VOL. 17 ISSUE NO. 51   |  DECEMBER 21 – 27, 2011


Show us the lies!

Absent facts, school board resorts to name calling

david schaefferCCUSD93 – Cave Creek Unified School District Governing Board President David Schaefer (l) accuses Sonoran News of lying, because the facts don’t support his or the district’s attempt at obfuscating its misuse of public funds.

As part of the Dec. 13, 2011 governing board meeting agenda, Sonoran News made the board’s self-evaluation top-three list of “challenges the board faced.”

While the board was asked to “list in order of priority the three challenges the board faced [and] briefly review how the board dealt with them,” the statements made by board members, without attribution, were comprised of anger, pettiness, complaints and finger pointing, not how the board members dealt with any of it.

For example, budget topped the list of challenges with regard to the district’s failure to pass an override, blaming the state for cuts to funding, which it said places more pressure on local elections.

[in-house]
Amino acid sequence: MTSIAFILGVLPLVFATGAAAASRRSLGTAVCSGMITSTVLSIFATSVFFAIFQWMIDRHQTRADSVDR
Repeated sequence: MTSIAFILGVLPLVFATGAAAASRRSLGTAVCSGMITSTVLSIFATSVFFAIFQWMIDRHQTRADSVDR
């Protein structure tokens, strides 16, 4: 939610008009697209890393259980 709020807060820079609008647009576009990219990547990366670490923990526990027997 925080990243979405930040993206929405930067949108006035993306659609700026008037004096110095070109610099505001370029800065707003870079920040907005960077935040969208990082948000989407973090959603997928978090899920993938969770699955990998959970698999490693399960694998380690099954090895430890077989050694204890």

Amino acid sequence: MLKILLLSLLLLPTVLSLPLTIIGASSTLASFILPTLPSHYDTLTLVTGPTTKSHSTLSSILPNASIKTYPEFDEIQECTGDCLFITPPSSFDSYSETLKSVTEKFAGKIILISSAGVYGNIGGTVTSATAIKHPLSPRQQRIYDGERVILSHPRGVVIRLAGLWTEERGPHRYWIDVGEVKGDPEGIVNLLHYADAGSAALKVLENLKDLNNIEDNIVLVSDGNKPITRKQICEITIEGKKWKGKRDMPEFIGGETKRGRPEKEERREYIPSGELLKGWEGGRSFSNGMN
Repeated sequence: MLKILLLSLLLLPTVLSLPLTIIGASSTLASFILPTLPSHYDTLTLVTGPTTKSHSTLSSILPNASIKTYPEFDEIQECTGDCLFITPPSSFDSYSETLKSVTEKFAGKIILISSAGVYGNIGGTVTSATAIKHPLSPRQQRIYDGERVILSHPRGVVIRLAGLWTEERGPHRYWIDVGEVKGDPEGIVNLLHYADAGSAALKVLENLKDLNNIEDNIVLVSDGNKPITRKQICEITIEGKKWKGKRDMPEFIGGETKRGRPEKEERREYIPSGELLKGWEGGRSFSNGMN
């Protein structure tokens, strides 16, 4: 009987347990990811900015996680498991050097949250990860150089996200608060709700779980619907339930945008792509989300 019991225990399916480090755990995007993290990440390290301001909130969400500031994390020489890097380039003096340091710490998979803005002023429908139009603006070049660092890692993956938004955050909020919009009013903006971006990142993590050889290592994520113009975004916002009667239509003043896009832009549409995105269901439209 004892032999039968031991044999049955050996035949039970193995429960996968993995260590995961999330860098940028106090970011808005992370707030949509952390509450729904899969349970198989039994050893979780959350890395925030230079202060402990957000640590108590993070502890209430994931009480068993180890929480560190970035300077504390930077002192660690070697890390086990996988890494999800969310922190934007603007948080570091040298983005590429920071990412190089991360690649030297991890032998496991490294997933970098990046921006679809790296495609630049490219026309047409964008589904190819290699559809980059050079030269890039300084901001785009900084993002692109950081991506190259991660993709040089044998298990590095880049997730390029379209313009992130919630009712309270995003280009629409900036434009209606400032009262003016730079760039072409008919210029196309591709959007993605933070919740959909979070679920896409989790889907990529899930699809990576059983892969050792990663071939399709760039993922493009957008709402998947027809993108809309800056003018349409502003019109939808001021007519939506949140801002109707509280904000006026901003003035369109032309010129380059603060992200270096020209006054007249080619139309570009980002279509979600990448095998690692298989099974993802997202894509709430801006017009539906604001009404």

The state doesn’t have any money except that which comes from taxpayers. The taxpayers are broke, therefore the state is broke. It’s the same broke taxpayers at the local level. In other words, if there’s no money at the state level, it’s because there’s no money at the local level.

Another board member stated, “most board members worked hard to pass [the override].”
Another comment, probably from Schaefer, stated, “A local publication continues to press a negative agenda without actually attending our meetings to see what we do or speak with the board president. These critics refuse to engage in dialogue or present reasonable alternatives. Accusations of misuse of public funds are reckless and utterly false.”

Another said, “Sonoran News lies and spreads propaganda against the school district. Most board members work hard to promote the truth.”

No board member or district administrator has ever cited specifically what they’re claiming Sonoran News lied about or what they deem propaganda.